BC Geographical Names

Name Details:

Name: Bamfield
Feature TypeClick here for a list of
Feature Types.
:
Community
StatusClick here for an explanation of Status.: Official
Relative Location: S side Barkley Sound, SW side Vancouver Island, Barclay Land District
Latitude-LongitudeClick here for an explanation of Position Type.: 48°50'00''N, 125°08'00''W at the approximate population centre of this feature.
DatumClick here for an explanation of Datum.: NAD27
NTS MapClick here for an explanation of NTS Map.: 92C/14
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Origin Notes and History:

Bamfield (Post Office & Steamer Landing) adopted 1 December 1949 on C3646. Form of name changed to Bamfield (Community) 15 December 1982 on 92 C/14.
Source: BC place name cards, or correspondence to/from BC's Chief Geographer or BC Geographical Names Office
A mis-spelling of the name of William Eddy Banfield, who came out to this coast aboard H.M.S. Constance in 1846, and served on board later as one of the carpenter's crew. He left the service in 1849, and for several years traded among the Indians on the west coast of Vancouver Island, living laterly at this creek (tidal inlet), and it thus became known by his name. [By 1861] Banfield was engaged as trader at a post established here by Anderson & Company of Victoria, and the same year was acting as Indian Agent on the west coast (Colonist, 11 January 1861). While residing at this inlet he collected a large amount of ethnological information about the Indians. Banfield lost his life under mysterious circumstances, 20 October 1862; first reported by an Indian to have been accidentally drowned when he fell from a canoe in Barkley Sound, later it was reported that he was killed by the Indians on shore (Colonist, 24 October 1864). An Ohiat Indian, charged with the murder of Banfield, was tried in Victoria 3 November 1864 and acquitted for lack of evidence (Colonist, 29 Sept & 4 November 1864). However, when this Indian returned to Barkley Sound he openly boasted that he had indeed killed Banfield (Provincial Archives). Postmaster R. McLachlan wrote in 1905 that there had always been local speculation whether (the drowning) was an accident or treachery. (James White letters from Postmasters). Forty years later Banfield Creek (still referring to the inlet) was chosen as the northern terminus of the 7,000 mile long submarine cable linking the British possessions in North America and the British Commonwealth of Australia, with the first message transmitted 8 December 1902. The following year the Bamfield (sic) Post Office was established, and although the spelling mistake was quickly acknowledged by postal authorities, corrected cancellation stamps were never issued to the Banfield Postmaster. For the next fifty years, provincial and federal maps identified Bamfield Post Office on the shore of Banfield Inlet, but the historically-accurate spelling eventually succumbed to overwhelming public use and recognition of the mis-spelled form "Bamfield", and Banfield Inlet was officially changed to Bamfield Inlet in 1951. The Bamfield Marine Station opened in 1972, on the site once occupied by the cable station. Parks Canada has installed a National Historic Site tablet here.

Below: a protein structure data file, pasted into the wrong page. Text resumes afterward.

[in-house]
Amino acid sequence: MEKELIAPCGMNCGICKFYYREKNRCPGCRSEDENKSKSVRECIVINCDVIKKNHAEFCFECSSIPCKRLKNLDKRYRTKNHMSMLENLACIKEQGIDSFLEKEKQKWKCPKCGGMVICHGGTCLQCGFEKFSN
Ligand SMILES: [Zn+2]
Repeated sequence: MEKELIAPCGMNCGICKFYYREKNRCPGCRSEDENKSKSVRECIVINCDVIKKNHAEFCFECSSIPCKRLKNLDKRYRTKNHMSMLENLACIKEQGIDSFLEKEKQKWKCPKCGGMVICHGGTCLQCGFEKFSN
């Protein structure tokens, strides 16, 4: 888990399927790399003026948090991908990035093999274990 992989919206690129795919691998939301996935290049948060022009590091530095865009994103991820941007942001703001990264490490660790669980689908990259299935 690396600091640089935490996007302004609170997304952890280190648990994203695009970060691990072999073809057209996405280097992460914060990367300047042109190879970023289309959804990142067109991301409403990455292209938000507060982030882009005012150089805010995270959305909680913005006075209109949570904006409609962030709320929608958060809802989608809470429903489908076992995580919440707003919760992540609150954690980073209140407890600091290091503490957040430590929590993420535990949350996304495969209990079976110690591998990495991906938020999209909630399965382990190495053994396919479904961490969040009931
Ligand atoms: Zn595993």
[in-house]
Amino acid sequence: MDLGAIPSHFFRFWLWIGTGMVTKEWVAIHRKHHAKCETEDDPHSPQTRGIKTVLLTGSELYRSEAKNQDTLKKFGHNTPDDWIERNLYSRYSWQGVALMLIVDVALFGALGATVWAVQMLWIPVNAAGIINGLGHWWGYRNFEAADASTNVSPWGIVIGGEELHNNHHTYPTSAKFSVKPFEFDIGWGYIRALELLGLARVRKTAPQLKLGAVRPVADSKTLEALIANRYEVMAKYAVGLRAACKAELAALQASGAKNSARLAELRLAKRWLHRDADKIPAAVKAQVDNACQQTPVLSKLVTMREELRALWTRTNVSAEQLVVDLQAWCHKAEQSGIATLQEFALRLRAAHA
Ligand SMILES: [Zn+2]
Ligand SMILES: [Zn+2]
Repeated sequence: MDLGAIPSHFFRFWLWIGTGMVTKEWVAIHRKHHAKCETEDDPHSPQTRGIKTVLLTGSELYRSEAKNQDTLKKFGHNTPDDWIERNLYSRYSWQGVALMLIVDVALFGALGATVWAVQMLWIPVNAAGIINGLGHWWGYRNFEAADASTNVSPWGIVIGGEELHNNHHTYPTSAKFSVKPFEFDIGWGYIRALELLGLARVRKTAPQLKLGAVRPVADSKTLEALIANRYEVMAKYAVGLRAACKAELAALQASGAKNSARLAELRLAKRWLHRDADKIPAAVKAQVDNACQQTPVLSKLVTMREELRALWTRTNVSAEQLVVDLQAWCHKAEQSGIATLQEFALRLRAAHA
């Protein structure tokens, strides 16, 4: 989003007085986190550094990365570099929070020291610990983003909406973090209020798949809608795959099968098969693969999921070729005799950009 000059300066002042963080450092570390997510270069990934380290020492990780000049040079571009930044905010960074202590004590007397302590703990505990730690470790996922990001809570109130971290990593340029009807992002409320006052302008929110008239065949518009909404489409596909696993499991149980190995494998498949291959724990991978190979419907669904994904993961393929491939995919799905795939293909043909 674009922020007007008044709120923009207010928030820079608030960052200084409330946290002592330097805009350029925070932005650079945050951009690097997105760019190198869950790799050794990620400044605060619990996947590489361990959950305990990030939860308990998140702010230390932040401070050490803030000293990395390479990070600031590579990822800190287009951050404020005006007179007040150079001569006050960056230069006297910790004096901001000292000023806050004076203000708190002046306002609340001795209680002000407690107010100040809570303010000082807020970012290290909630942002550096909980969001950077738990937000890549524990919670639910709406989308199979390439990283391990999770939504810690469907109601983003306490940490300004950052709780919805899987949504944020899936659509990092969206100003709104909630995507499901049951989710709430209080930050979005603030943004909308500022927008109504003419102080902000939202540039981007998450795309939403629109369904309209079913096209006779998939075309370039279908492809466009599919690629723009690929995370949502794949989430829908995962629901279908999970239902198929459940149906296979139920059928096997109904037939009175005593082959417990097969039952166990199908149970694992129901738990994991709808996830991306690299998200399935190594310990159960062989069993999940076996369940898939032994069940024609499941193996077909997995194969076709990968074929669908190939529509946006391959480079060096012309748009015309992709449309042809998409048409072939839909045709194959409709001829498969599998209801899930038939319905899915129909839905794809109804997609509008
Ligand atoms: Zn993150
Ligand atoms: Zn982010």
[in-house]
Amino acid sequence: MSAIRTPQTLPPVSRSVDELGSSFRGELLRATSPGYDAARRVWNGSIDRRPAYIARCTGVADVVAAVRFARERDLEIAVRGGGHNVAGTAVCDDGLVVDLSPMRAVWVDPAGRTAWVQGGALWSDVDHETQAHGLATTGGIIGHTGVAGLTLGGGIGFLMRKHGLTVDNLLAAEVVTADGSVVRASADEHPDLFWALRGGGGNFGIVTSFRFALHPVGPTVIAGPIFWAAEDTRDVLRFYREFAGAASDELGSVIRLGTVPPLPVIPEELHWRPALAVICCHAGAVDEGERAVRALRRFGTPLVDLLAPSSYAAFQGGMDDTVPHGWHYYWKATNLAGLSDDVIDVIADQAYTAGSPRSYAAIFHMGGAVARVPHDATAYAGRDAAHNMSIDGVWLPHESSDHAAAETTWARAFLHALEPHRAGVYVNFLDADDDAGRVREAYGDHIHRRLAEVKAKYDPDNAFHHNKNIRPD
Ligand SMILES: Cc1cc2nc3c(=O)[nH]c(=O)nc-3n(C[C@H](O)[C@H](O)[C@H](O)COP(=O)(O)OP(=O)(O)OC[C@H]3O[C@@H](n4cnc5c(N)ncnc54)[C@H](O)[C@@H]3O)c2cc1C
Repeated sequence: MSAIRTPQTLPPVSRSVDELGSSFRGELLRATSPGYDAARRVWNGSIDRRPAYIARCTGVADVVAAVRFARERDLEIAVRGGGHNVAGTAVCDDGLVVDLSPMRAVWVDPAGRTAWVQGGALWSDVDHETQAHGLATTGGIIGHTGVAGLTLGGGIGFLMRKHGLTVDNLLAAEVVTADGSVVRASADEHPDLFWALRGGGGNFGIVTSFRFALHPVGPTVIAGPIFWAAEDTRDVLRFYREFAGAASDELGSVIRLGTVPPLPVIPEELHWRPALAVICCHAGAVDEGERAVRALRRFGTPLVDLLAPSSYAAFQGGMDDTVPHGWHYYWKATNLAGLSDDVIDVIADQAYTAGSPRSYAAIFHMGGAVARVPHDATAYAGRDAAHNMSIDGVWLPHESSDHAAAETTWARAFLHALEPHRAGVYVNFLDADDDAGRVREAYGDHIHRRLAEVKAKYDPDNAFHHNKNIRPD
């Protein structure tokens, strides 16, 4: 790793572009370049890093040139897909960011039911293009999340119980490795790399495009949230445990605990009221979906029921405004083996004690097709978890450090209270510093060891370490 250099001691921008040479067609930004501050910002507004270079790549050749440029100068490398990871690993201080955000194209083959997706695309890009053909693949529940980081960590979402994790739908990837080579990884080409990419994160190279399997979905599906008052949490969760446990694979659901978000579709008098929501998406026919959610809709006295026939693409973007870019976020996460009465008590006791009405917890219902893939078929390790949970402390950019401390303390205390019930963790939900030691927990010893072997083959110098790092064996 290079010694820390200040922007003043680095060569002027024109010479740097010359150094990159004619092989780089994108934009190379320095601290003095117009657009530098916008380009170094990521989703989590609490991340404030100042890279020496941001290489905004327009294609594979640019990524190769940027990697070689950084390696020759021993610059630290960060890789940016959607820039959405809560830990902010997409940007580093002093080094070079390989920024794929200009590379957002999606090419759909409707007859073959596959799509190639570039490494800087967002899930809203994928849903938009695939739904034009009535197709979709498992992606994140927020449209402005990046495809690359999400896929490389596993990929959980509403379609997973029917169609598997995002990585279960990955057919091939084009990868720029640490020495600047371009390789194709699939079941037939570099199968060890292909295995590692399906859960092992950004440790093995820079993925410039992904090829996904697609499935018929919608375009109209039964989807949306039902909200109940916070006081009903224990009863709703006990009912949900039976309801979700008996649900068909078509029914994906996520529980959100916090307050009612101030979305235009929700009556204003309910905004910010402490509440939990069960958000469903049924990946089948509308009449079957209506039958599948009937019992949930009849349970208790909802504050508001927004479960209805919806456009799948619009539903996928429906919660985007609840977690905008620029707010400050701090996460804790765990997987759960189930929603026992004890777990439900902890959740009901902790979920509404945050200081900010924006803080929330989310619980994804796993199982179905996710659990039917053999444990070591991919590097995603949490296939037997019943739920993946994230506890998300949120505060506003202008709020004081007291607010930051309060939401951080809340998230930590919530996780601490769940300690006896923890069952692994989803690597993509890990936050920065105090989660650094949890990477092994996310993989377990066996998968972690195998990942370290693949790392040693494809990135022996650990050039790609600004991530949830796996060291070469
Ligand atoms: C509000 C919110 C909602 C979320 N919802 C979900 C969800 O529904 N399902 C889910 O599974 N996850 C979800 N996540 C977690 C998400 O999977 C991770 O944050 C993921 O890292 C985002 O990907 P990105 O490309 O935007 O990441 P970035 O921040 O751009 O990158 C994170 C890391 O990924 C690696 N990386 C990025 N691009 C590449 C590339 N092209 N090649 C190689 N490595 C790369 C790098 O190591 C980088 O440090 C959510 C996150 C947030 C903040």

Source: BC place name cards, or correspondence to/from BC's Chief Geographer or BC Geographical Names Office
First misspelled "Bamfield Creek" (referring to the tidal inlet) on British Admiralty Charts 584 and 592, published in 1863 & 1865 respectively, from 1861 surveys conducted by Captain Richards, RN. Correctly spelled "Banfield Creek" on subsequent editions. "When the Post Office opened in May 1903, the name was spelled with an "m", and it has remained so ever since.." (F.V. Longstaff, writing in the Victoria Colonist, 25 March 1926)
Source: BC place name cards, or correspondence to/from BC's Chief Geographer or BC Geographical Names Office
Banfield creek was the shore terminus of the submarine cable between the British possessions in North America and the British Commonwealth of Australia. The longest portion of this cable, 3540 miles (Banfield creek to Fanning Island) was successfully laid by the S.S.Colonia under Captain Woodwock, between 18 September and 6 October 1902. The portion between Fanning island and Australia was completed 31 October 1902 and the cable opened for business 8 December 1902.
Source: Walbran, John T; British Columbia Coast Names, 1592-1906: their origin and history; Ottawa, 1909 (republished for the Vancouver Public Library by J.J. Douglas Ltd, Vancouver, 1971)